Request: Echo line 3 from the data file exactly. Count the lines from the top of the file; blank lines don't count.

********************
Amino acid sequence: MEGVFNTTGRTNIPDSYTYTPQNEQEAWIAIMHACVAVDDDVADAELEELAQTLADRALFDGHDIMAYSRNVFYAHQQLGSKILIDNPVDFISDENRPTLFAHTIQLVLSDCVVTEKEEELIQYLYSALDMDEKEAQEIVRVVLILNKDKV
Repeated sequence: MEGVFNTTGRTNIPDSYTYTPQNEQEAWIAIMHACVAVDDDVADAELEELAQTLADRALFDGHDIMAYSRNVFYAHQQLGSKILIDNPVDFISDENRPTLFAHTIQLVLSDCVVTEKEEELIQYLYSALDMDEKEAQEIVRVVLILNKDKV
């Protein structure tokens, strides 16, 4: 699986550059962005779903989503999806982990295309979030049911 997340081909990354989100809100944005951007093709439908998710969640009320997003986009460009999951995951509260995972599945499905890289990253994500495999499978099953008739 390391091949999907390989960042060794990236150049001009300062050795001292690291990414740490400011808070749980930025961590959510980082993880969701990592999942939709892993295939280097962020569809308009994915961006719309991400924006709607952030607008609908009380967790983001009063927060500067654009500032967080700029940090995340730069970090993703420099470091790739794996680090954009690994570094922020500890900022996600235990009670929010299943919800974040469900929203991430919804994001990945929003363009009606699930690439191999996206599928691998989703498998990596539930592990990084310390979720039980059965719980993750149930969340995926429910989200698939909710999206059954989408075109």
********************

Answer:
């Protein structure tokens, strides 16, 4: 699986550059962005779903989503999806982990295309979030049911 997340081909990354989100809100944005951007093709439908998710969640009320997003986009460009999951995951509260995972599945499905890289990253994500495999499978099953008739 390391091949999907390989960042060794990236150049001009300062050795001292690291990414740490400011808070749980930025961590959510980082993880969701990592999942939709892993295939280097962020569809308009994915961006719309991400924006709607952030607008609908009380967790983001009063927060500067654009500032967080700029940090995340730069970090993703420099470091790739794996680090954009690994570094922020500890900022996600235990009670929010299943919800974040469900929203991430919804994001990945929003363009009606699930690439191999996206599928691998989703498998990596539930592990990084310390979720039980059965719980993750149930969340995926429910989200698939909710999206059954989408075109």